Minutes of a meeting held on 28th March 2012 (10am) at Palestra Building, Blackfriars Rd.
Purpose of the meeting: To discuss TfL’s taxi engagement policy
In attendance: Helen Chapman (HC)(Deputy Director LTPH), Jonathan Myers (JM)(Spokesperson UCG)
Location: Public canteen of Palestra Building
Minutes prepared by: Jonathan Myers
Preamble: I was surprised and disappointed by the venue for the meeting. I do not feel that a public canteen is an appropriate location for a meeting to discuss taxi trade matters, and I am sure that other trade bodies are afforded more dignity when meeting with officials from TfL.
(HC) This was an informal meeting to follow on from a telephone discussion regarding the Engagement Policy, hence the informal setting in the canteen at Palestra so we could discuss the engagement policy over a cup of coffee.
JM opened the meeting by voicing, on behalf of the UCG, his complete opposition to the Engagement Policy.
JM pointed out that he had studied the particular law that created TfL and therefore forms it’s legal framework to carry out business. He could not find anything in this document that allowed one of it’s departments to decided who it engages with and who it refuses to engage with.
JM requested that HC point him in the direction of the primary legislation or statutory instrument that allows LTPH to behave in such a manner.
HC pointed out that the engagement policy was for the formal quarterly trade meetings only and that engagement takes place on a regular basis with any driver or trade group. This includes informal meetings and discussions, telephone calls, responses to emails, requests for information, inclusion in consultations etc. HC also advised that the Engagement Policy was not in place to stop the UCG being invited to the quarterly taxi trade meetings, in fact, the UCG hadn’t even been formed at the time the engagement policy was drafted, but it was designed to create a more manageable situation at formal trade engagement meetings to enable meaningful discussions, in effect a tool to keep numbers down.
HC advised that when John Mason first took up his post, he spent considerable time meeting with drivers and / or organisations that claimed to represent other drivers and it quickly became apparent that an engagement policy was needed to have some sort of clarity over the way in which we engage with the trade. Prior to John Mason taking up his post as Director of London Taxi and Private Hire, all types of engagement with the taxi trade had been sporadic other than the already established quarterly meetings. She used an example that it would not be possible to hire Millwall Football Stadium every time a meeting was called. It was therefore a requirement that for a trade body to be present at these meetings they must represent at least 5% of the trade.
JM told HC that the UCG had 1500 members which represents about 7% of the trade. He also mentioned that there are at least two trade bodies invited to these meetings that represent less than 1000 members and in one case it is rumoured that they have less than 100 members. HC advised that we weren’t discussing the other trade organisations and how many members they do or don’t have. The purpose of the meeting was to specifically discuss the Engagement Policy in relation to the UCG.
JM argued that this Engagement Policy was simply a sham and was a tool to stop both the UCG and RMT attending trade talks. HC denied this and said that this was the first time she had heard how many members the UCG has and that she could take this away to discuss with John Mason.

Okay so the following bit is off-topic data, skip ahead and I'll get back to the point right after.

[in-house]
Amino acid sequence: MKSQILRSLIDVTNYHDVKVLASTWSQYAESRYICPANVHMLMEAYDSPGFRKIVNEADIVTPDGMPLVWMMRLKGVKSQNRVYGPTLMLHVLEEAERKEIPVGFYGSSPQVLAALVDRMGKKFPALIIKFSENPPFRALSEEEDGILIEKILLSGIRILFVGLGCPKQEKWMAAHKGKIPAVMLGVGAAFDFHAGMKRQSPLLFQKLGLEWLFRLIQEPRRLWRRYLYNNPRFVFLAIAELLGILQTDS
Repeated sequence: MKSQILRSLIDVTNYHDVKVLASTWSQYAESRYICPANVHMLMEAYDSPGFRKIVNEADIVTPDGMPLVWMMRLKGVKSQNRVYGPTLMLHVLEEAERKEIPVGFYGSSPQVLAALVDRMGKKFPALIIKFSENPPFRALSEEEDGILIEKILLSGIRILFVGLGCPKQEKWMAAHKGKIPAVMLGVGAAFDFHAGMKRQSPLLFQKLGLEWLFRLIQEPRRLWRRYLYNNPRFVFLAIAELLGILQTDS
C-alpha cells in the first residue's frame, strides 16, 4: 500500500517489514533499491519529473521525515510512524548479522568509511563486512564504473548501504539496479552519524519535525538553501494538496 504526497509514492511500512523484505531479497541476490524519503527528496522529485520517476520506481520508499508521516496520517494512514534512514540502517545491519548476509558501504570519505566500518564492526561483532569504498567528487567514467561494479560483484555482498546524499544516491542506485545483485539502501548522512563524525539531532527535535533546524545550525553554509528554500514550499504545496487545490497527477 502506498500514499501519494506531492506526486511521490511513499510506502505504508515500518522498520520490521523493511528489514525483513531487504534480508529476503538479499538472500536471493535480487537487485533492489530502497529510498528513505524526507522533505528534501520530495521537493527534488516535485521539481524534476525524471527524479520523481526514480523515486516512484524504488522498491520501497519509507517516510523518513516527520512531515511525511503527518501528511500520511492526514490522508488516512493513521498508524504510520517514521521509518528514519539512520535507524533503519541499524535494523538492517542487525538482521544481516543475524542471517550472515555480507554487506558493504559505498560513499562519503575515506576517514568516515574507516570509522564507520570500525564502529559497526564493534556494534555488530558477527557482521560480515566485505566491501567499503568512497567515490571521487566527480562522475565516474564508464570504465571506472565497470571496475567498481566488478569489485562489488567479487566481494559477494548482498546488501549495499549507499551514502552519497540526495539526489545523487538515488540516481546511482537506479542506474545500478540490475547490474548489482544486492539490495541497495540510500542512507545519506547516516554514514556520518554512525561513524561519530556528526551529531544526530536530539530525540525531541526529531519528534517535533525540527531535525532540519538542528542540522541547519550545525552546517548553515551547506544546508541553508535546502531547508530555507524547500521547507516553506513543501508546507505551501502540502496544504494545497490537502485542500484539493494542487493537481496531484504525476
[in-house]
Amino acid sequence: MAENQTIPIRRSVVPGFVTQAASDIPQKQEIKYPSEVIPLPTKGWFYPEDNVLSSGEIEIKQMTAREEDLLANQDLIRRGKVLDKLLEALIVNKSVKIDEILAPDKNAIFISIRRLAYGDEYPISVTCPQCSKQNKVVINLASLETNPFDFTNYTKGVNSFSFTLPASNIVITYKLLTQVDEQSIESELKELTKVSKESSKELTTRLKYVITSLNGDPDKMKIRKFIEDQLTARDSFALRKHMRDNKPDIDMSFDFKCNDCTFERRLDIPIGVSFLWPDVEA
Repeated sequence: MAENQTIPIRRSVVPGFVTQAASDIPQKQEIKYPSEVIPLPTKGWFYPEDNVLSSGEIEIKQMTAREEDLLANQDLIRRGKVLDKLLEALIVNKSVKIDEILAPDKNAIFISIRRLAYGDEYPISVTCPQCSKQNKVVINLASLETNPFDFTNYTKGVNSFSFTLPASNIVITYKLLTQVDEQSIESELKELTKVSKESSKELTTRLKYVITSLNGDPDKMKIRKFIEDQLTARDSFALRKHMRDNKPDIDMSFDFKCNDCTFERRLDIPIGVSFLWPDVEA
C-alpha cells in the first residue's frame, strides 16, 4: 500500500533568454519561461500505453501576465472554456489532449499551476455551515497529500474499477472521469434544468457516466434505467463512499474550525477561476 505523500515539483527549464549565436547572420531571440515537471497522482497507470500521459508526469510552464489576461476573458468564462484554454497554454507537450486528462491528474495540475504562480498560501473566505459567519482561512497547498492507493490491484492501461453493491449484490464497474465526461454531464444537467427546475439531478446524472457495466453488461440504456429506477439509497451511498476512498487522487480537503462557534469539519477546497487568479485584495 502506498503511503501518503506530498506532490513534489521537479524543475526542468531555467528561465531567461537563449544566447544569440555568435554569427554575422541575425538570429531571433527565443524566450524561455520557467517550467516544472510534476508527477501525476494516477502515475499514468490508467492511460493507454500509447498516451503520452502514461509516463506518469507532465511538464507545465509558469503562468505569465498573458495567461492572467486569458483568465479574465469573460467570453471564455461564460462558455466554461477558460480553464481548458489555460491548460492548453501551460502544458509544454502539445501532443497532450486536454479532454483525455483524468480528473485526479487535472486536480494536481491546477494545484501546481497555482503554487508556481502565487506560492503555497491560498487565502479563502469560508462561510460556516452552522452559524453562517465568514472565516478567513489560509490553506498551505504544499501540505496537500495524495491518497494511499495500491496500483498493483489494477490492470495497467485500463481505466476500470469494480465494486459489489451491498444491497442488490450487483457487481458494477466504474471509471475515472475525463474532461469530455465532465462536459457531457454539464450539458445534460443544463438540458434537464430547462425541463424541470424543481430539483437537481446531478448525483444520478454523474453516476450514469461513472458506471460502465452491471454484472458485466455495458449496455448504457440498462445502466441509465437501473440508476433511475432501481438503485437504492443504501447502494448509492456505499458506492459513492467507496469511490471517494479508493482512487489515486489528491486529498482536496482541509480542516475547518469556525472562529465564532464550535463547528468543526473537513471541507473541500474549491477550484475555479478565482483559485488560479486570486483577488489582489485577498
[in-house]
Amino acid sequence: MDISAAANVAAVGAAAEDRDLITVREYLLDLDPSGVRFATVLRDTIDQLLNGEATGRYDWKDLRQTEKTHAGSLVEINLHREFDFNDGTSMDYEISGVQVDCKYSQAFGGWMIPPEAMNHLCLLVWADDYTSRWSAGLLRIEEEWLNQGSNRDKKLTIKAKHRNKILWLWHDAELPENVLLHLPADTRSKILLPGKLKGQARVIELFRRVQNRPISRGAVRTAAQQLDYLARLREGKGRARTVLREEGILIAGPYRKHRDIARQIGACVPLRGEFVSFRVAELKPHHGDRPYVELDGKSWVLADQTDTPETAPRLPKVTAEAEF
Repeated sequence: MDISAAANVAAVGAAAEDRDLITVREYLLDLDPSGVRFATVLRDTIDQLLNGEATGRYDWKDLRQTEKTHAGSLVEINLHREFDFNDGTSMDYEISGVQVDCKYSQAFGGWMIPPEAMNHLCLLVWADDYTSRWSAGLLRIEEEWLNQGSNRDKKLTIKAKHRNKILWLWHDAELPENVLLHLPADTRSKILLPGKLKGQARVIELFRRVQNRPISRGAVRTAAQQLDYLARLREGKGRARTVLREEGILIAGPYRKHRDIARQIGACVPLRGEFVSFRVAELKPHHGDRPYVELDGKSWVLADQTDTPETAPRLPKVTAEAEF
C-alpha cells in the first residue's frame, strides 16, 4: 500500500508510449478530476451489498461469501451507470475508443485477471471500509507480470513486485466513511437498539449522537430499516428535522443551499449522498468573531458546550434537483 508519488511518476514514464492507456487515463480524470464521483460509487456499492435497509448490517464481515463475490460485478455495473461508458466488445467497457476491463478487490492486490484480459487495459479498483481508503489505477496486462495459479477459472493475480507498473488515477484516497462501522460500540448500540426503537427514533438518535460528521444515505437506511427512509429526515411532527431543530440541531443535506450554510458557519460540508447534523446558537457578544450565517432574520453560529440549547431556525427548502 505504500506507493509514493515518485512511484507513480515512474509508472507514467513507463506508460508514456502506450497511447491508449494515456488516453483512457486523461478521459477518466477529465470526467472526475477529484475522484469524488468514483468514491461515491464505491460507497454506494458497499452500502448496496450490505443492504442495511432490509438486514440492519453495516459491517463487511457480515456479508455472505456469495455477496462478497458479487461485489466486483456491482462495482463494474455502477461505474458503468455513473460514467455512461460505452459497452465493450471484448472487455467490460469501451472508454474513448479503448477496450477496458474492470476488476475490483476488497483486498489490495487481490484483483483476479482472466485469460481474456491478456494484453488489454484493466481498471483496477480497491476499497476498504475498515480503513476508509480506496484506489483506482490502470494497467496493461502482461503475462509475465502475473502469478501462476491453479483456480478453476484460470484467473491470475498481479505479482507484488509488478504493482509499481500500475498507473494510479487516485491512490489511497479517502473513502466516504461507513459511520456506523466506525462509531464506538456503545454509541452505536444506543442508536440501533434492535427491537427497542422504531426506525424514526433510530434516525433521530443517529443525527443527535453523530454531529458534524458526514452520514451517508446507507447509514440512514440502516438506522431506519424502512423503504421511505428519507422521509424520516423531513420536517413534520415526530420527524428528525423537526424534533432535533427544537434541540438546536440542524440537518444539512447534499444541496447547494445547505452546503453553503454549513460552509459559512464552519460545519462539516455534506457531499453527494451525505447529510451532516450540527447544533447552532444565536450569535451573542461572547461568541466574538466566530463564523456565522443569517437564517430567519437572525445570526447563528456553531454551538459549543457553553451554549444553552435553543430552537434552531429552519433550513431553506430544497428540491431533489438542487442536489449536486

JM stated that whilst the UCG opposes this policy it has now passed the 5% threshold required to attend and that the UCG would expect an invitation to the next meeting.
HC said that the first step would be for LTPH to be able arrange for an inspection of the UCG membership records, and that these would need to be verified against LTPH’s database of drivers.
JM refused this for two reasons…
1. LTPH have no right to inspect another organisation’s database of members as this is likely to breach the data protection act. It is also the duty of the UCG to protect it’s members right to a private and family life under the convention of human rights. In fact it is extremely inappropriate for a public body to even make such a request.
2. No other trade body has ever had to allow LTPH to inspect its database of members.
A discussion was held about the merits of the Engagement Policy.
JM then gave HC an ultimatum. That LTPH tear up this ultra vires Engagement Policy or they will be making a super complaint to the Local Government Ombudsman.
HC said that she would discuss the fact that the UCG have now formally stated they have 1500 members with John Mason and would respond by have an answer next week, when pushed she suggested Monday 2nd April 2012.
Further discussions were held on the following subjects in a general sense:
• Hotel scams
• One strike and you are out policy
• The 3 year residency rule before a licence can be issued.
The meeting lasted for approximately 2 hours.
Subsequent to the meeting, HC emailed JM later that day to say that having discussed it with John Mason and shared the information and the concern of the UCG to have London Taxi & Private Hire inspecting records that they had come up with an alternative solution by way of a compromise. This alternative solution was that TfL and the UCG could agree a suitable independent person to inspect the UCG membership records on behalf of TfL. This inspection would comprise of no more than a verification of the membership numbers as well as a check of badge numbers against the LTPH system.
JM emailed back rejecting this proposal saying that this had already been vetoed by members.
The United Cabbies Group always insist that all meetings are conducted with transparency and minutes be available for any interested parties to view.